High time to plan for ageing population
Lee Heng Guie 
Medical professionals and experts are of the view that the government may consider introducing an Aged Care Act – 123RF

SOUTHEAST Asian countries are beginning to follow the global trends of an ageing population. Thirteen years from today, Malaysia’s demographic structure will witness a dramatic shift as the older population (senior citizens) will account for about 15% of the total population in 2030 from 9.3% or three million last year. In 2000, it was 6.17%.

It’s not a matter of numbers, it’s about whether we have the necessary system and structure in place to support the ageing society. Early and swift actions must be set in motion as we have only 13 years from now to plan and implement the necessary initiatives to better meet and serve our older people.

Policy responses take a long lead and lag time for design and implementation.

The preparation of initiatives and programmes for the ageing population requires social, political and economic changes at all levels. The embracement of the ageing reality requires public institutions, public policies, private sector and family institutions to recognise the contributions of elderly, maintaining age-friendly society for older people to live healthily while at the same time facilitate continuing learning programmes to enhance their roles in society.

While the unprecedented demographic shift towards a higher proportion of the ageing population raises concerns about the impact on productivity, output and GDP growth, the risks of spiralling healthcare costs and the adequacy of public and private pension programmes, population ageing also presents business value propositions.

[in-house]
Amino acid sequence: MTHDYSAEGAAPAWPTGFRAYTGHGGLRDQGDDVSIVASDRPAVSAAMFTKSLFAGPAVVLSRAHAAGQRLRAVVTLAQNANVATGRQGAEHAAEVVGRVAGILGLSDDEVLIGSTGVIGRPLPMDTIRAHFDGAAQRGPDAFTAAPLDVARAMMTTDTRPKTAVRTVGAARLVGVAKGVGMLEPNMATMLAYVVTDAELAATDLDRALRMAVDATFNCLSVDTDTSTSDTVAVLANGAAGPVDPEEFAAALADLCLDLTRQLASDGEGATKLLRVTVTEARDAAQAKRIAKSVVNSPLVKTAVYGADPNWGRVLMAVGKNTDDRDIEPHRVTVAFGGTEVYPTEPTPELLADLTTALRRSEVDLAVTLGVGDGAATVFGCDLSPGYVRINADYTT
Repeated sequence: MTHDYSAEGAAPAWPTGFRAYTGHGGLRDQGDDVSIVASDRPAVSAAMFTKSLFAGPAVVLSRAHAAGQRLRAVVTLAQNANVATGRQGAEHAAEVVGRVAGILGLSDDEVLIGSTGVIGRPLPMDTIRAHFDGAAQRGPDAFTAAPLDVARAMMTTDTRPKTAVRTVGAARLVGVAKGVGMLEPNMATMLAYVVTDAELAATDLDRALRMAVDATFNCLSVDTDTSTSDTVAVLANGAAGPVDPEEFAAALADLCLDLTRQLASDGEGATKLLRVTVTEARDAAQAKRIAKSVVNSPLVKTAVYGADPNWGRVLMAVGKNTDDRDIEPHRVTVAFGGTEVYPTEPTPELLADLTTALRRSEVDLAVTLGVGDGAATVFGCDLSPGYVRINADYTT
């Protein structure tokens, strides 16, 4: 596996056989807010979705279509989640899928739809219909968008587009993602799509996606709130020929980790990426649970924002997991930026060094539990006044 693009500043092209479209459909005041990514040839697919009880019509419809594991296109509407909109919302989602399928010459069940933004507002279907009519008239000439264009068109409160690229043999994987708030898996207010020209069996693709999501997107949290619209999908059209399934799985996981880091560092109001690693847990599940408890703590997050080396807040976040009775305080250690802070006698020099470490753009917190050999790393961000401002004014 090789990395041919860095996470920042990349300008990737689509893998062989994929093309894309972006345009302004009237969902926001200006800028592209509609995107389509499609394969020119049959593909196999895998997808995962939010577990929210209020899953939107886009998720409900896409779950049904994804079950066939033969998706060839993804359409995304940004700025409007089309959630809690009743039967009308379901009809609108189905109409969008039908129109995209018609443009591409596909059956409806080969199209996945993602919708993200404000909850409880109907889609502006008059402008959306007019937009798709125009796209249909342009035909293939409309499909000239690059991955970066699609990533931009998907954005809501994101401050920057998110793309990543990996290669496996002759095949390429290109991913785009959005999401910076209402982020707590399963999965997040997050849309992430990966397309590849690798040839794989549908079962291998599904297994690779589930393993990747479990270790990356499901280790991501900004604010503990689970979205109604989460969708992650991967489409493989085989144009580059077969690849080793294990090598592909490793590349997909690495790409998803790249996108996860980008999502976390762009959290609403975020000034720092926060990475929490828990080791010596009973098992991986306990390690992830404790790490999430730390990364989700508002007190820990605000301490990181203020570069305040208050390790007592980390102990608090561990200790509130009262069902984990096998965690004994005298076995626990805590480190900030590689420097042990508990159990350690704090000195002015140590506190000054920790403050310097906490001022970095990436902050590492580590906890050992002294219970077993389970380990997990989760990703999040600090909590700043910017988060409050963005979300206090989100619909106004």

It is estimated that the global spending power of senior citizens will reach US$15 tril (RM63.45 tril) annually by 2020. Elderly consumers will spur demand for aged-friendly products and services in healthcare services, medical devices, pharmaceutical, housing, transportation, entertainment and leisure.

The fundamental approach and reform of public policies in crafting outcome-based policy responses should cover the aspects of safer living community, preserving human capital asset, social welfare, healthcare services as well as a sustainable retirement income and pension scheme.

On the provision of livable community for older people, we have to utilise resources efficiently and also adopt new technologies to build aged-friendly and safe security community service centres, cities and smart homes that operate on a remote well-monitoring and devices system to help older people live comfortably and manage their needs at ease.

The existing and new planning of public welfare department’s and private sector-run elderly-care homes and rehabilitation centres should start putting their thinking cap in designing and building an inclusive and pleasant environment for the ageing society.

With regards to workplace and labour market policies, there ought to have a radical change in the institutions and organisations’ behavioural approach in the handling of ageing workforce. This means rethinking public policies and business practices to develop aged-friendly human resource system to facilitate participation of older workers.


Thinkers and problem solvers

Older persons have with them knowledge, experience and insights that are valuable to the organisation in terms of reliability, institutional know-how, royalty and commitment. Not only are they thinkers and problem-solvers, but also serve as mentors and role models to the younger generation, bringing out synergy among the diverse age groups in the organisation.